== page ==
Chuck wagon food came in many guises, some good, some really really good, and some just horrid.
Far be it for the cowboy to complain about the food that got put on his tin platter. No grumpy cookie wanted to hear complaints after he has just spent a long day on the trail, driving, setting up camp, tending wounds, herding cowpokes and cooking vittles.
A smart cow wrangler ate what he got, smiled, and asked for more!!
(and in appreciation of Cassandra Swanson…Rattlesnake Roast should be on this list!)
Contractor Henry Warren was hired to haul supplies to the forts in West Texas. On May 18, 1871 Warren’s wagon train, heavily laden with corn, was traveling the Jackson Belknap Road towards Salt Creek Crossing. Along the trail they briefly encountered the famous General William Tecumseh Sherman. Within an hour of this brief encounter a large group of riders was spotted in the distance ahead, appearing to be Kiowa warriors. Warren quickly placed the wagons in a circle, mules in the center.
The Warriors efficiently attacked the circled wagons, killing then mutilating seven of the wagoners. The leaders of the Kiowa warriors were Satana, Satank, and Eagle Heart. They had watched the Sherman party pass by from their hidden post, but had not attacked. The previous evening a Shaman predicted that the relatively small party would be shortly followed by a larger party with more reward.
The raiders lost 3 men but in the end of the raid captured 41 mules’ carrying many supplies as the Shaman had prophesied.
Only five men escaped, including one Thomas Brazeale who managed to reach Fort Richardson, 20 long walking miles away where he told the story of the brutal attack to Colonel Ronald Mackenzie. Sherman was informed and the two army officers took a party out to search for the raiders. The 3 chiefs were captured and sent by train to Fort Richardson. Satank was killed on the train while trying to escape, and the other two were tried and convicted of murder in Jack County, Texas on July 6 in the first Native American trial in history,
We have a good friend named Gene Smith. (AKA; Drifter, Butch, Tootsie). Drifter passed from this life 3 years past
His personality while on earth was enormous, his love of life immense. We loved him, still love him.
His wife; Gretchen of the warm and lovely laugh, has had a surprise party for him every year on his birthday since. Drifter is always there, although I am pretty sure he is no longer surprised. He is there in the stories of his friends who will always remember him, in the smiles of the bikers, the shooters, the reenactors and all the friends, neighbors and family who had the honor to call him their pard.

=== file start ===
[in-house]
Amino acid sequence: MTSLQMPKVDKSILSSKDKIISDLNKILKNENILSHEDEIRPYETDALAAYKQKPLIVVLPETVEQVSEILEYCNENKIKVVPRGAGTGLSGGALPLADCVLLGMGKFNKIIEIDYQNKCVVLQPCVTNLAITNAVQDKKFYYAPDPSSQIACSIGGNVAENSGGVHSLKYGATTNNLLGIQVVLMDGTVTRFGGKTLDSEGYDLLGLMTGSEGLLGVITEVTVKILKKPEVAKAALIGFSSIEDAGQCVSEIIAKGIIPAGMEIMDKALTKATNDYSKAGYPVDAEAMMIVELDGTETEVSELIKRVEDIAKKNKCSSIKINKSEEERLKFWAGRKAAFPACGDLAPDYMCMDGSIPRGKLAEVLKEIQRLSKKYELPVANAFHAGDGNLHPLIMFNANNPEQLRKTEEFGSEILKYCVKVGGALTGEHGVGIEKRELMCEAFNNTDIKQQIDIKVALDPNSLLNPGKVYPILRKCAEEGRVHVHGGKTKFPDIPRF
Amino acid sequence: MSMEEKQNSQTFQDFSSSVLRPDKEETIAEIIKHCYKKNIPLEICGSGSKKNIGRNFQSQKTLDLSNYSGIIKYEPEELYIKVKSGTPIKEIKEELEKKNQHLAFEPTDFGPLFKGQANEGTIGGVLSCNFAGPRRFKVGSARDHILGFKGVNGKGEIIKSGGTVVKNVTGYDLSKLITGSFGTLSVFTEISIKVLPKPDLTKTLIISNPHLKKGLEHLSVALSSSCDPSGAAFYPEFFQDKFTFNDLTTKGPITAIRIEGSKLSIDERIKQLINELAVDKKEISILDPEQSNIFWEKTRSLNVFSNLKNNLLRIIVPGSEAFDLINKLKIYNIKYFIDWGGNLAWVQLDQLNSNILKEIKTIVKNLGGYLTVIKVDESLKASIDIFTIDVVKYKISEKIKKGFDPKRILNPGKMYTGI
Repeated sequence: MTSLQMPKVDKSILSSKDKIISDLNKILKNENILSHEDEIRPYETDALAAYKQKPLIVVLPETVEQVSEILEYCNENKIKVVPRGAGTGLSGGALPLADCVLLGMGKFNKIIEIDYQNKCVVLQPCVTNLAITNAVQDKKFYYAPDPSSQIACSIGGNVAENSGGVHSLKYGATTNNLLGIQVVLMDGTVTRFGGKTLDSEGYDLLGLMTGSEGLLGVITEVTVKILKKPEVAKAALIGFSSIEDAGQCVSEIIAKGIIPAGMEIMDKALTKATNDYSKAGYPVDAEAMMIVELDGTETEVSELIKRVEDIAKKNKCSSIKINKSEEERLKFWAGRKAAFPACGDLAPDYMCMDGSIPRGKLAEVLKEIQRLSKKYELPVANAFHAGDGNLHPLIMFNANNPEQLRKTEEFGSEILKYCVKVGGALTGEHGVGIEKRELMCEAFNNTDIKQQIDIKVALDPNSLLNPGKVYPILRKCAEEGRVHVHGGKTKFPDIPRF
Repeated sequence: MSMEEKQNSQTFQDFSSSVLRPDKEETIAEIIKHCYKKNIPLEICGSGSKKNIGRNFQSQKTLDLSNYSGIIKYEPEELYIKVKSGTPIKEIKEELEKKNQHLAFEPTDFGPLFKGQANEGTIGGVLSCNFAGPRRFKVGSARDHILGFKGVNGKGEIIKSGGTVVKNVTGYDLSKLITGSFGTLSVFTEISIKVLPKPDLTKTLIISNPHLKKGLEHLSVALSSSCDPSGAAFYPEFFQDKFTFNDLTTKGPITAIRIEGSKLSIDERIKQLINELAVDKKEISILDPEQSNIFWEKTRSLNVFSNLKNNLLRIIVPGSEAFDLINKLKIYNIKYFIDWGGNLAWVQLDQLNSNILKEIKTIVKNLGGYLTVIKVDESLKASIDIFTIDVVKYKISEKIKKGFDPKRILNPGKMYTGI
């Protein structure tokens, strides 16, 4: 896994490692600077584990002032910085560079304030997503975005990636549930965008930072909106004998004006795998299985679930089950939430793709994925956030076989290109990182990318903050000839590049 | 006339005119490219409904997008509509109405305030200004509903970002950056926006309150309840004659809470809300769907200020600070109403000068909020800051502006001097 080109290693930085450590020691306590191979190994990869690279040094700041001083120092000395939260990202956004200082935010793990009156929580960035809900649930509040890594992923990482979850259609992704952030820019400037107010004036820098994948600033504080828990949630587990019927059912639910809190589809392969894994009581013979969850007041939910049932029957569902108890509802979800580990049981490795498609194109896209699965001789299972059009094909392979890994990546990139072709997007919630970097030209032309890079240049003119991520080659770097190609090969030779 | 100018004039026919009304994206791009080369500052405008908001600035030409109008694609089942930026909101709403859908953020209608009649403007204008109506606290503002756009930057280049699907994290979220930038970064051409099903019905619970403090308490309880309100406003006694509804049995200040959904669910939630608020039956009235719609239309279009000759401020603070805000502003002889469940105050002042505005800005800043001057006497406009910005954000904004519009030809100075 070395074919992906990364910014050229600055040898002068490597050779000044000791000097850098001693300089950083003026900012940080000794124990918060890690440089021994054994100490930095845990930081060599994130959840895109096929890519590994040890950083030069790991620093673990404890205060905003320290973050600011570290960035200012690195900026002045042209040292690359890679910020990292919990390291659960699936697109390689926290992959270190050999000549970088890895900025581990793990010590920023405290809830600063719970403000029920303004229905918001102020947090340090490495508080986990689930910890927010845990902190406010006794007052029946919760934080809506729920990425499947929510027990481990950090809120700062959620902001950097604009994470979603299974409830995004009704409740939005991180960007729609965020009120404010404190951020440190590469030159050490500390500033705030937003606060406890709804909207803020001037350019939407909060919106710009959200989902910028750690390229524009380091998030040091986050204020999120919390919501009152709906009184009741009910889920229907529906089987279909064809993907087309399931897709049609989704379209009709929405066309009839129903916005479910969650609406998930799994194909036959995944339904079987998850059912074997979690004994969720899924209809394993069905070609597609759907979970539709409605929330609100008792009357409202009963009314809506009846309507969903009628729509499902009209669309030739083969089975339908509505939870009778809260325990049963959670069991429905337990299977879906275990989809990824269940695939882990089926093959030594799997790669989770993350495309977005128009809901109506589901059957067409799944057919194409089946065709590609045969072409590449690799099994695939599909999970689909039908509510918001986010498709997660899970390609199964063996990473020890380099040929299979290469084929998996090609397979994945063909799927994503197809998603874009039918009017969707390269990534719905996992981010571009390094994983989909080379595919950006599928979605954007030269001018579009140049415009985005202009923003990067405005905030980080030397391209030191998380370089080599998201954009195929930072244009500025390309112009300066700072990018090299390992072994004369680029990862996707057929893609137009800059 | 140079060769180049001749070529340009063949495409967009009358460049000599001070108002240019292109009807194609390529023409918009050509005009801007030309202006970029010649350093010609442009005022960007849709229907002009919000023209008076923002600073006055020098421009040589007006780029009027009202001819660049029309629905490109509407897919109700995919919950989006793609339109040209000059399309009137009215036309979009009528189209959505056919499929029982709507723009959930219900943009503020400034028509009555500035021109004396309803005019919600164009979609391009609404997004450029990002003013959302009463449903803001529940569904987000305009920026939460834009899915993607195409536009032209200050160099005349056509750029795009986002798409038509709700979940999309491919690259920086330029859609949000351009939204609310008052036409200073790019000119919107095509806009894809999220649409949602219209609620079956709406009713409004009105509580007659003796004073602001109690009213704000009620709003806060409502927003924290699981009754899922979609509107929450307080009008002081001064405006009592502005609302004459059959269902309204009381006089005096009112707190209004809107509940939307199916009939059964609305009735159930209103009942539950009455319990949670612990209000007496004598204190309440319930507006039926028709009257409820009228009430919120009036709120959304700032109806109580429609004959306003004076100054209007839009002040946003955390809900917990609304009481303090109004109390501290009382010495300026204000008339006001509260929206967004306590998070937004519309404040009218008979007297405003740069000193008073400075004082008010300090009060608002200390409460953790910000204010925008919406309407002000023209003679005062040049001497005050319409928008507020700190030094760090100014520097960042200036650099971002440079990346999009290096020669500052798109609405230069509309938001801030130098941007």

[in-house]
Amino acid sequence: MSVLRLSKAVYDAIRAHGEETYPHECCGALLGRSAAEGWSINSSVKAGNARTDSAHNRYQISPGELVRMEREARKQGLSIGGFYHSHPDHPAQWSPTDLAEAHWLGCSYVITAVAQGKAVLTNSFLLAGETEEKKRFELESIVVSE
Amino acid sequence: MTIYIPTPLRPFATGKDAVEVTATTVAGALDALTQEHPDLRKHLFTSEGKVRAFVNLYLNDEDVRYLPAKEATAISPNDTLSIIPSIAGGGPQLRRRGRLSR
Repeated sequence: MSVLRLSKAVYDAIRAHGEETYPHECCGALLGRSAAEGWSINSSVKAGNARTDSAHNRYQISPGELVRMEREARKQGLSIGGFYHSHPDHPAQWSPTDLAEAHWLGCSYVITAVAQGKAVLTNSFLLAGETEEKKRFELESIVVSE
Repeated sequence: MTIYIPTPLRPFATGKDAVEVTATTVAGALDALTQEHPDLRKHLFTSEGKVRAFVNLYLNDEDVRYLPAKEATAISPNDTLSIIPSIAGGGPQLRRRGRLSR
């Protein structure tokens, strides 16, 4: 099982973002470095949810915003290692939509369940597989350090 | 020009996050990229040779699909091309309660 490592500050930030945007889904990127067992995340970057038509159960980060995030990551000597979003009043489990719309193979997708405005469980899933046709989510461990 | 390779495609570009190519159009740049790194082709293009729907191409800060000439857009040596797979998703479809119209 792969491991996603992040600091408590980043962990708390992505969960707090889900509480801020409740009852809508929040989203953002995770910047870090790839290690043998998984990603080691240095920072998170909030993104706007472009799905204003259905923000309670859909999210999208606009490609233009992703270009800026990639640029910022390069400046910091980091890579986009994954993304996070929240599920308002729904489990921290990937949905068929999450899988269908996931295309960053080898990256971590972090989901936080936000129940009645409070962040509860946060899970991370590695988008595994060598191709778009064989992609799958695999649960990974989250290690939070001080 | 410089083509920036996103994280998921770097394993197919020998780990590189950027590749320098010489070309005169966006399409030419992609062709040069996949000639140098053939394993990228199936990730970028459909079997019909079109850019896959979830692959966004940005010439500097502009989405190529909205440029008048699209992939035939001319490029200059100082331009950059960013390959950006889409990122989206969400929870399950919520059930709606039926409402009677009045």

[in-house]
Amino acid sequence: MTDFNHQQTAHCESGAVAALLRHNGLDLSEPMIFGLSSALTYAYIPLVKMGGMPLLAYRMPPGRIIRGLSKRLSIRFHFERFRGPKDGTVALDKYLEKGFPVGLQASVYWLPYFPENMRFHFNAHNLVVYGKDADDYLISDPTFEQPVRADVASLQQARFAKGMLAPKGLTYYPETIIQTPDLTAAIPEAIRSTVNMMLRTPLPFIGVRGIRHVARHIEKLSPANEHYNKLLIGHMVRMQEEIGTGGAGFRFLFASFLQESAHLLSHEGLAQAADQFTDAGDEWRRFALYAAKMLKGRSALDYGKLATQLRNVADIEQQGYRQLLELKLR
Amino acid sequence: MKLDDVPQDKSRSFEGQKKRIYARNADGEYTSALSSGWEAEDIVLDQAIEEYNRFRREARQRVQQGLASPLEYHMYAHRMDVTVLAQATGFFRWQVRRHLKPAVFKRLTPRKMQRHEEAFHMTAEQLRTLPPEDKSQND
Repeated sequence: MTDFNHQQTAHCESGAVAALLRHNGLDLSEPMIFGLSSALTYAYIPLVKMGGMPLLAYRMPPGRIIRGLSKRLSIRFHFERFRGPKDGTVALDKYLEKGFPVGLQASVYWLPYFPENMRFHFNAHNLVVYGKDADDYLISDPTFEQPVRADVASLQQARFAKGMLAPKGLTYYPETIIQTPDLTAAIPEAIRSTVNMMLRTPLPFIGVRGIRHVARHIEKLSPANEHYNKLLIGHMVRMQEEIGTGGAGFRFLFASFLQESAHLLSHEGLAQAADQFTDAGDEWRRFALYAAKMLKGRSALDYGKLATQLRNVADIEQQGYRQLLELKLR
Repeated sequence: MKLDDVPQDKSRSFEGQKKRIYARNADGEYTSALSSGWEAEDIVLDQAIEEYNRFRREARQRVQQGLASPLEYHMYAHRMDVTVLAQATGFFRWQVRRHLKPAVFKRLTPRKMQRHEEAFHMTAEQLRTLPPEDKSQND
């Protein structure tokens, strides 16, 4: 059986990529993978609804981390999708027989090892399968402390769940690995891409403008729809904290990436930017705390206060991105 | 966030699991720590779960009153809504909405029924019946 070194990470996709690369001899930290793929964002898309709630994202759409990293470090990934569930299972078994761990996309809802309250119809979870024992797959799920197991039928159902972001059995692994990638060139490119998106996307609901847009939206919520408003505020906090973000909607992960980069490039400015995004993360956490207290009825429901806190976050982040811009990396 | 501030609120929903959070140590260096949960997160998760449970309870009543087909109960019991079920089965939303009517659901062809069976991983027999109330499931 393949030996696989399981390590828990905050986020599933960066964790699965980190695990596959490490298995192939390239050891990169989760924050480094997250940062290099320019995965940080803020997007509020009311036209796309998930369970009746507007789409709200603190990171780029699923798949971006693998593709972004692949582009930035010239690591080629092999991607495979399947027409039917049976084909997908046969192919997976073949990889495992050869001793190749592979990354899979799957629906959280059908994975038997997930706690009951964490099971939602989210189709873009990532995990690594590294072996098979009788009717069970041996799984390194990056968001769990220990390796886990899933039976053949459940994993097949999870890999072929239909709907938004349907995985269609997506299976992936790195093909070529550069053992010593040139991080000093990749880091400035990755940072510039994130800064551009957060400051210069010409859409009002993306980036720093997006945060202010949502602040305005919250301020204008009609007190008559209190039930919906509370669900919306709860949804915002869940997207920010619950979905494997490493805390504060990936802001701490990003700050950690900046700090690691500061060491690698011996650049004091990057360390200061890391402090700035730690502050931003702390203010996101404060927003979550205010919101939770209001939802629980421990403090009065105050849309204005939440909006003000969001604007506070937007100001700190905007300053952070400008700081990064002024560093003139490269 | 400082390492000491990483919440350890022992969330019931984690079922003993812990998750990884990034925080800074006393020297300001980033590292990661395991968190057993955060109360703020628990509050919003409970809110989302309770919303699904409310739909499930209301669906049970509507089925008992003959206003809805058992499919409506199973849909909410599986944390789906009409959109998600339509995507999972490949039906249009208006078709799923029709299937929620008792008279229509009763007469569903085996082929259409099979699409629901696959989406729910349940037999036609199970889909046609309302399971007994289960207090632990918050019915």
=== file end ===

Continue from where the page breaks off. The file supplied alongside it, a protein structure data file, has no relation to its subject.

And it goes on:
We look forward to this years’ celebration in May… be ready.
First we will enjoy Spring! Today is the first calendar day of Spring, Spring!! Here at Lost Creek we have waited for the first few days of warmth, those hope filled days where we turn our faces to the sun and blink, like animals who hibernate through the long winter! Wait!!! That is us, we do hibernate.
We have dreams of driving down hot, dusty roads; through cornfields, past watery ditches, along side meadows of wild flowers. We have dreams of mailboxes standing sentry at the end of lanes. We have dreams of warm days and nights, with stars shining outside our tent door, and the sounds of laughter at nearby campfires.
Beginning in the 1840s many Irish left their home land to escape the suffering of the potato blight and the inequity of the English upper class who ruled in Ireland. They came into the eastern ports, Boston down to Savannah. These areas were populated by many direct descendents’ of the early settlers who considered themselves “native” to the united States.
The Irish immigrants were received with hostility and fear. They often had few skills but cleaning cooking and farm labor, and did not meet up with the standards of those already long settled. They were mostly Catholic, a religion not understood by the more Protestant population of the time,
The Irish immigrant population; a hearty, free thinking and independent bunch, developed a reputation of lusty living, brawling, and drinking. The reputation was partly based in truth. The Irish were determined to be free, and to succeed. They pushed back when ostracized, and through hard work and perseverance the Irish created a new world for themselves.
Along with their freethinker, total living reputation, the Irish brought with them magical tales of tiny people, beautiful goddesses, fairies and of course the Catholic saints.
Today we celebrate St Patrick’s Day, and if we are not even a little bit Irish, we pretend, so that we too can be involved in the historical tradition of honoring the sacred saint of Ireland, and enjoying a wee bit of the dram.
Today in history…
Today in 1885; Montana Territory- the legislature banned “pernicious hurdy-gurdy” houses. Well then…
For all the romance, for all the movie representations about Spoiled Doves. we can name more stories of the pain of prostitution. Often a needed way to make money for women of the old west, prostitution was a dangerous and life sapping activity. Women were subject to beatings, disease, overwork and early death. Many women imported from other countries, were held as slaves dependent on their “owners” to survive. Their lives were sad and rough, Women from an early age entered into this system, starting in youth as a featured member of the house and often ending; older and worn out, in back alley cribs.
Widows, daughters, poor destitute women were forced due to circumstances to turn to prostitution to survive. There were few ways for a woman to make money, teaching, store keeping, millinery and prostitution were primary income sources, and the “good” jobs where few.
Upon the shoulders of these outcast ladies; great parts of our country were built.